Cambodian-Americans have welcomed the drafting of a bill by a group of prominent U.S. Senators that could see further sanctions imposed on Cambodia over its anti-democratic crackdown.
The Cambodia Accountability and Return on Investment (CARI) Act calls for further sanctions on Prime Minister Hun Sen’s government, including possible asset freezes.
Hun Sen’s government has led a crackdown in recent months that has seen the country’s main opposition party, the Cambodia National Rescue Party, dissolved and its leader imprisoned on treason charges. Media outlets, civil society groups, and activists have also been targeted by the courts and security forces.
The CARI Act was sponsored by Sen. Linsey Graham, Sen. Ted Cruz, Sen. Dick Durban, Sen. Patrick Leahy, and Sen. Ben Cardin, and was introduced on February 8. The bill will impose further visa bans on officials, opposition to new loans and other assistance from international institutions and a prohibition on debt relief, as well as possible asset freezes on top officials.
Nem Chhoeung, president of the Cambodia Town Association in Georgia, said a “red line” had been crossed, which had led to support for more sanctions.
“This shows the U.S. legislature’s commitment to bringing back democracy as a signatory country of the Paris Peace Agreement. If this step is not taken, there will be no significant impacts.”
The international community condemned the Cambodian government for jailing the CNRP president, Kem Sokha, in September, and later dissolving his party.
The United States has since imposed limited sanctions on officials, including visa bans.
“I think that the bill will go through the Senate quickly because this is an urgent matter for Cambodia and the international community,” said Men Vannak, a community activist from Lowell, Massachusetts. “If the bill is not passed right now, it will also be useful in the future after the elections in Cambodia.”
Vannak believes that the bill will make signatories to the Paris Peace Agreements reinvigorate their commitments to guarantee Cambodia’s sovereignty, territorial integrity, democracy, and development.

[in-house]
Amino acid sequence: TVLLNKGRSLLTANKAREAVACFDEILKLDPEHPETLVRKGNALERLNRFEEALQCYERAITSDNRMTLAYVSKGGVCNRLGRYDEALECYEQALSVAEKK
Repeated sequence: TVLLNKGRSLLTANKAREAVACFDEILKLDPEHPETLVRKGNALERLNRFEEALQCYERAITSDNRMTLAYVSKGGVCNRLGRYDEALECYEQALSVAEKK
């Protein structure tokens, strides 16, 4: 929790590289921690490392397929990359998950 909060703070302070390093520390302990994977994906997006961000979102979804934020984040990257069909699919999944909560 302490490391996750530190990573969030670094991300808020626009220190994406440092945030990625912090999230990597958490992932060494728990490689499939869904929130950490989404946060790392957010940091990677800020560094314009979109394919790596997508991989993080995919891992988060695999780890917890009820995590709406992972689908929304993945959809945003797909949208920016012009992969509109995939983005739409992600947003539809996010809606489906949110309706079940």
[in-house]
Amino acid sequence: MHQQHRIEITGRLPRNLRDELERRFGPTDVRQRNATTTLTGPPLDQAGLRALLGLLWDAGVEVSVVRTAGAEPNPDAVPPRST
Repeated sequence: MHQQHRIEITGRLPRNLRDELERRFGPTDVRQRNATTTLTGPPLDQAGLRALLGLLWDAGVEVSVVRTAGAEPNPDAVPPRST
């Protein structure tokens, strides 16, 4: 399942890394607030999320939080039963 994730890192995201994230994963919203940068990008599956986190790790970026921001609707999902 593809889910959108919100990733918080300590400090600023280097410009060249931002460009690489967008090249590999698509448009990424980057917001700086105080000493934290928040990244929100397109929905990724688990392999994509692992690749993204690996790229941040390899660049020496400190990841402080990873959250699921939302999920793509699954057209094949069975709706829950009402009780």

"This bill, I believe, will be effective and influential,” Vannak added, “because if the 18 countries that signed [the Paris Peace Agreement] convene a meeting at the United Nations, I think Cambodia will consider not to keep itself isolated from the international system."
The Paris Peace Agreement was signed on 23 October 1991 by four warring factions and 18 other countries, under the presence of the United Nations. The agreement was intended to end armed conflicts and bring democracy to Cambodia.
Cambodian-American human rights activists have been active in the past several years organizing conferences, lobbying the United Nations and U.S. legislators, and holding demonstrations to ask signatory countries to review the implementation of the Paris Peace Agreement. They argued that it has not been fully implemented.
“We see that the Cambodian people have finally seen the light at the end of the tunnel now,” said independent analyst Kuch Schanly. “This is because the United States, which is a signatory to the agreement, has acted. It is in conformity with the requirements of the Paris agreement that the governments of any of the signatory countries will act to get it reviewed. This is what the Cambodians want. This is the hope and dream of Khmer people both inside and outside the country.”
Cambodia will hold national elections on July 29.
But Schanly said that the US should focus on the implementation of the sanctions after that because the election has already been compromised.
"The US has already known that this election is unacceptable,” he said. “It’s not going to be free and fair.”
The CARI act will require the US Secretary of State to submit a report to the Senate every 90 days until December 31, 2020. It also authorizes programs to be broadcast on the Internet that inform and educate the people of Cambodia about the role of China in support of the Khmer Rouge regime and the role of the international community, especially the United States, to support the implementation of the Paris Peace Agreement, and Cambodia development from 1991 to 2017.
“Cambodia is in deep crisis and it is very important and timely that the bill is introduced,” said CNRP vice president Mu Sochua. “It’s never too late. The CNRP and other democratic forces in Cambodia and millions of Cambodians continue to believe in the PPA [Paris Peace Agreement]. The bill will honor the will of the people who desire the real process to peace as defined in the PPA.”